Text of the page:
Just removed from his role as Tigers general manager, veteran baseball executive Dave Dombrowski told the press today that he is looking for a new opportunity in baseball operations, with Jon Morosi of FOX Sports (Twitter links), Joel Sherman of the New York Post, and MLB.com’s Jason Beck all contributing notable quotes. Dombrowski made clear that the decision to terminate his contract, which was set to expire after the season anyway, was made unilaterally by ownership. And he added that there were no real efforts between the sides to reach a new agreement.
Upon the surprising news yesterday, many wondered whether Dombrowski had demanded a salary increase or asked to be let go to permit him to pursue another opportunity. Neither were the case, per his comments. “There were no [contract] talks, so there were no demands,” he explained.
Dombrowski added that he was not surprised by the move or its timing, though he neither asked for nor received an explanation from his former boss. “I knew this potential existed,” he said. “It was a very short conversation with Mr. Ilitch. I suspected in recent times that something has to happen.” He added: “It’s pretty simple. Mike Ilitch let me know yesterday they were going in a different leadership direction.” Dombrowski made clear that he was pleased that he’ll be succeeded by longtime assistant Al Avila, wishing him and the organization well.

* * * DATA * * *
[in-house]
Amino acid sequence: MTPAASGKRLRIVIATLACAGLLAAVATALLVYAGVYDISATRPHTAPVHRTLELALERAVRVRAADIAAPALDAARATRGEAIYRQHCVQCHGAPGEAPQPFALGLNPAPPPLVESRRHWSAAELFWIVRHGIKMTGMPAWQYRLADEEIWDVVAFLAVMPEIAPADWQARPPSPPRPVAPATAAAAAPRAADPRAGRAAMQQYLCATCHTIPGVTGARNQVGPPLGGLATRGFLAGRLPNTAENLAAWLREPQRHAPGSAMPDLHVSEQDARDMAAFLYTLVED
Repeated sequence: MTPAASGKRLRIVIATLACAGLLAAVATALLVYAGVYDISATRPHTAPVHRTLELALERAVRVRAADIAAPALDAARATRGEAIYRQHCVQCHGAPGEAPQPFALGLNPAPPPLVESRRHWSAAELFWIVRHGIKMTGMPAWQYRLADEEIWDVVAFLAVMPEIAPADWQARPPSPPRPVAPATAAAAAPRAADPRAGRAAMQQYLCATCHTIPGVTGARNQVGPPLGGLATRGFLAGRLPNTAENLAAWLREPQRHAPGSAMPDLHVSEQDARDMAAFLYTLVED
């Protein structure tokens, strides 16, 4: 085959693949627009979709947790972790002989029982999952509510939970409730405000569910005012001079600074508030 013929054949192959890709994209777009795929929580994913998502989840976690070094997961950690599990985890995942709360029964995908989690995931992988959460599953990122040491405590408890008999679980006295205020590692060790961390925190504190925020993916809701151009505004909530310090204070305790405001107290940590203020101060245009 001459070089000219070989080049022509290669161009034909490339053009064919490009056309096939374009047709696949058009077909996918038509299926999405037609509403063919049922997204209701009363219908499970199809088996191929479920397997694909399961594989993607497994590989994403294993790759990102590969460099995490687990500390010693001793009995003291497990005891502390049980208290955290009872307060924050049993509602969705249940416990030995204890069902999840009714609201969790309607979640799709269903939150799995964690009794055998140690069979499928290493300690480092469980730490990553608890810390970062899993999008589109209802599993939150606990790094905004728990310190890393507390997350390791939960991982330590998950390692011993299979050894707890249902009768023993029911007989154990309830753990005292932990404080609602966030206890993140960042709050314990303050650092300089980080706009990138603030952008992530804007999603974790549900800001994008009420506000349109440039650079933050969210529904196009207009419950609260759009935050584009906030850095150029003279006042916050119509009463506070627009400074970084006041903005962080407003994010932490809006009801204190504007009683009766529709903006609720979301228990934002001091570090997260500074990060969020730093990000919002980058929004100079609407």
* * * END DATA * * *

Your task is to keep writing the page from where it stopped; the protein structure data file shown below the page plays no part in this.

As those quotes would suggest, and Dombrowski confirmed, there was no movement on his status before the trade deadline. With just hours to go before the deadline, of course, Dombrowski decided to sell key veterans David Price, Yoenis Cespedes, and Joakim Soria to add young pieces. “I didn’t make [the deals] with any expectations other than I felt it was the best thing for the organization,” he said. “My feeling in my heart was that we were not going to win a championship.” The biggest problem facing the Tigers roster, by the then-GM’s reckoning, was that the team was “a little short of starting pitching.”
Though his time with Detroit is over, that wasn’t Dombrowski’s first organization, and he indicated it probably won’t be his last. “I definitely want to stay in the game,” he said. “I want to be involved in day-to-day baseball operations. I am open to a lot of different possibilities.” He acknowledged that he’d already begun taking calls from new clubs, though he declined to name them. “I’ve had some nice conversations,” he said.